And this is a dramatic example but there are so many others; of people set against one another unable to find a way to compromise, or seemingly unaware that such a thing even exists; Republican vs, Democrat and the election of Donald Trump, Remainers vs. Brexiters, Left vs. Right, and nowhere in the middle just to sit down and talk, to remember that we are all humans together in a world that we find so hard to understand. And, for me, this is what moves beneath the skin, the 'sea monster' that we must have the courage to look in the face. We are all so attached to our life rafts that we refuse to dive. We are too afraid to let go, to admit that we are lost, to cry out to whatever we call sacred, “Please, please help me. I don't know what to do!” Can we let ourselves be so vulnerable? Can we trust to the unknowing, rather than taking up a position and hanging onto it for dear life no matter what the cost? Can we look at someone we don't agree with, who we can never agree with; someone who is un-beautiful, just like us, who is lost, just like us, and complicit, just like us, and know that they too are beloved and are meant to be here, that Life wants them to live, just like us? Can we have the courage to believe that we can breathe underwater?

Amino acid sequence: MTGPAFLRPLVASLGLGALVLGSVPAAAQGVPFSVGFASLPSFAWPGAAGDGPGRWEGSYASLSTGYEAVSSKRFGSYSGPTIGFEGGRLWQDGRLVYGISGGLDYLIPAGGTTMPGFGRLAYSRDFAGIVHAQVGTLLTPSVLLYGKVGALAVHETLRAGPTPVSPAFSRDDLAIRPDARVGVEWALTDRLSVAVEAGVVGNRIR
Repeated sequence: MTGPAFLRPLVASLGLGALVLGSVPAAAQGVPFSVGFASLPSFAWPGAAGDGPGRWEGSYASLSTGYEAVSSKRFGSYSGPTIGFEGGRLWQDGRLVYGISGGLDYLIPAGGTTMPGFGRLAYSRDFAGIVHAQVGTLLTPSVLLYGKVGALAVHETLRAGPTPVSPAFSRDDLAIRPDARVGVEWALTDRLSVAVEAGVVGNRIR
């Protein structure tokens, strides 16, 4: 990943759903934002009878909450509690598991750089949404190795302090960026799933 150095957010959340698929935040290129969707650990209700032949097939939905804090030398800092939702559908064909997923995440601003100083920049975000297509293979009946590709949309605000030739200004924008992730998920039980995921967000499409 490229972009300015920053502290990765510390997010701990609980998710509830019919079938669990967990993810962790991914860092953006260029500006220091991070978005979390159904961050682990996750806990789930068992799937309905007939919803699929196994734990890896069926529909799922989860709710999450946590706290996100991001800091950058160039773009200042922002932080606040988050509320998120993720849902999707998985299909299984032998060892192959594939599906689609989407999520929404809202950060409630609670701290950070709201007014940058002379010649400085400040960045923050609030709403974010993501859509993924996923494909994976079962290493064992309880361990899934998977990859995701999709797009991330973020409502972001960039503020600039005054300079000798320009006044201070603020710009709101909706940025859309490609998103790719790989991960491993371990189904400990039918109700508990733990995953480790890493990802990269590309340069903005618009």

Soon, we will have a General Election. I fear the worst of outcomes, and yet I hope and hope and hope for the best. After the last one I couldn't speak for two days and I couldn't look at anyone. I was so, so angry and anger is good and gives us fuel to work for change. But what change can there be when we have forgotten that we are all humans together doing our best in a world that feels so overwhelmingly broken? My most favourite recent conversation was with someone online who, in response to a link that I posted on tactical voting informed me, as he always does when I post such things, that he will be voting very much in the opposite way than I would choose. And I replied that I was glad that he cared enough to vote, that I wished him luck, and that although I could not support his choices I celebrated his belief in the good and his hope for the future, and I meant it. And I will still mean it on June 9th, whatever the result may be. And it was utterly liberating. I have had enough of brokenness and hate. And I know that not one of us knows everything. Not one of us has the answer, if there even is an answer, to a broken world. And I wonder whether humility can find a place in this world any more. But there is love; that most misused and belittled word and way of wild power and mending. Can we love enough to believe that we are right, to work passionately for change, and yet not allow our rightness to need someone else to be wrong? Perhaps we can look at someone who we truly don't agree with, someone whose way of thinking makes us feel so much more lost and broken, and love them? Really love them. Then perhaps we truly can find a way to change the world and our sea monsters might not seem so monstrous after all. The hawthorn will bloom no matter what but we have deeper work to attend to.